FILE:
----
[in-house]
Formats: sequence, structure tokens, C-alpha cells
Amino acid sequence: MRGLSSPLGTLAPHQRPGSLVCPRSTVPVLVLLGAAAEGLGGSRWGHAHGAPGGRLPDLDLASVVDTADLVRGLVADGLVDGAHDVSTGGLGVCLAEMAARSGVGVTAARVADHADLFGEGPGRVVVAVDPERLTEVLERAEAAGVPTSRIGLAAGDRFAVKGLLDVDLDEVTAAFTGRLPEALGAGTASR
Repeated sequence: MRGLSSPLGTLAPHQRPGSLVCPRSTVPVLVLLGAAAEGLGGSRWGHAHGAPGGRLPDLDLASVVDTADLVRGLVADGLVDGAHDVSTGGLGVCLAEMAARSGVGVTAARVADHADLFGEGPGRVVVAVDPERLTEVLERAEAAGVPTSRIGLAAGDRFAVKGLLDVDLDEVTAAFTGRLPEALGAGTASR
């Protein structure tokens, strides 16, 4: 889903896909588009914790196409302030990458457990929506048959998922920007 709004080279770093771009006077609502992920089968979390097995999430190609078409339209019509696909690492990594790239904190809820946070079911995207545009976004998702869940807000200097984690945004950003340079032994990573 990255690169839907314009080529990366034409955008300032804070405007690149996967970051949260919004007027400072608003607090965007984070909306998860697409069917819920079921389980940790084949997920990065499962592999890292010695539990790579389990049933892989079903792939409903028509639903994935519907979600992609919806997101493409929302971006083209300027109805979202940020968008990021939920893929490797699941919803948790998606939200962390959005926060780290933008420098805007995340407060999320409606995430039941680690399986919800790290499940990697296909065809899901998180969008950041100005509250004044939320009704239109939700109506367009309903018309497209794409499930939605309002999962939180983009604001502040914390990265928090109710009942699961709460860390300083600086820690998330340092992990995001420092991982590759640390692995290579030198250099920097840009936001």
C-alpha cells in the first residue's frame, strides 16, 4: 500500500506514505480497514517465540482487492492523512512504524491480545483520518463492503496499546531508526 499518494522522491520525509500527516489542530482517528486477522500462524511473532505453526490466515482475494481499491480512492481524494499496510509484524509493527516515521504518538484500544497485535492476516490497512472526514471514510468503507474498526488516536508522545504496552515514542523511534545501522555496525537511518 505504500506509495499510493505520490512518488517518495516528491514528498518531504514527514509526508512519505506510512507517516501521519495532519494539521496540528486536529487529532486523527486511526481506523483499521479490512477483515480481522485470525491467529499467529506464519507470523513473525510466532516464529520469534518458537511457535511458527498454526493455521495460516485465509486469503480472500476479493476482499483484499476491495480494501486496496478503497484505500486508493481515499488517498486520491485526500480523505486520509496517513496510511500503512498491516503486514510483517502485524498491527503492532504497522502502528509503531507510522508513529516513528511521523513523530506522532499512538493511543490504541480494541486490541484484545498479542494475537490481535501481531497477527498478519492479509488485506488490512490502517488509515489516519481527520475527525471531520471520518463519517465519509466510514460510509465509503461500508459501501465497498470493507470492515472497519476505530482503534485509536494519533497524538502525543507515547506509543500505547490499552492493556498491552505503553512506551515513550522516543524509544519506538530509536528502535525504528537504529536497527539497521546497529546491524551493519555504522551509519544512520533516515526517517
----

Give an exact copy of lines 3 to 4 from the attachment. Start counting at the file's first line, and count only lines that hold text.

Amino acid sequence: MRGLSSPLGTLAPHQRPGSLVCPRSTVPVLVLLGAAAEGLGGSRWGHAHGAPGGRLPDLDLASVVDTADLVRGLVADGLVDGAHDVSTGGLGVCLAEMAARSGVGVTAARVADHADLFGEGPGRVVVAVDPERLTEVLERAEAAGVPTSRIGLAAGDRFAVKGLLDVDLDEVTAAFTGRLPEALGAGTASR
Repeated sequence: MRGLSSPLGTLAPHQRPGSLVCPRSTVPVLVLLGAAAEGLGGSRWGHAHGAPGGRLPDLDLASVVDTADLVRGLVADGLVDGAHDVSTGGLGVCLAEMAARSGVGVTAARVADHADLFGEGPGRVVVAVDPERLTEVLERAEAAGVPTSRIGLAAGDRFAVKGLLDVDLDEVTAAFTGRLPEALGAGTASR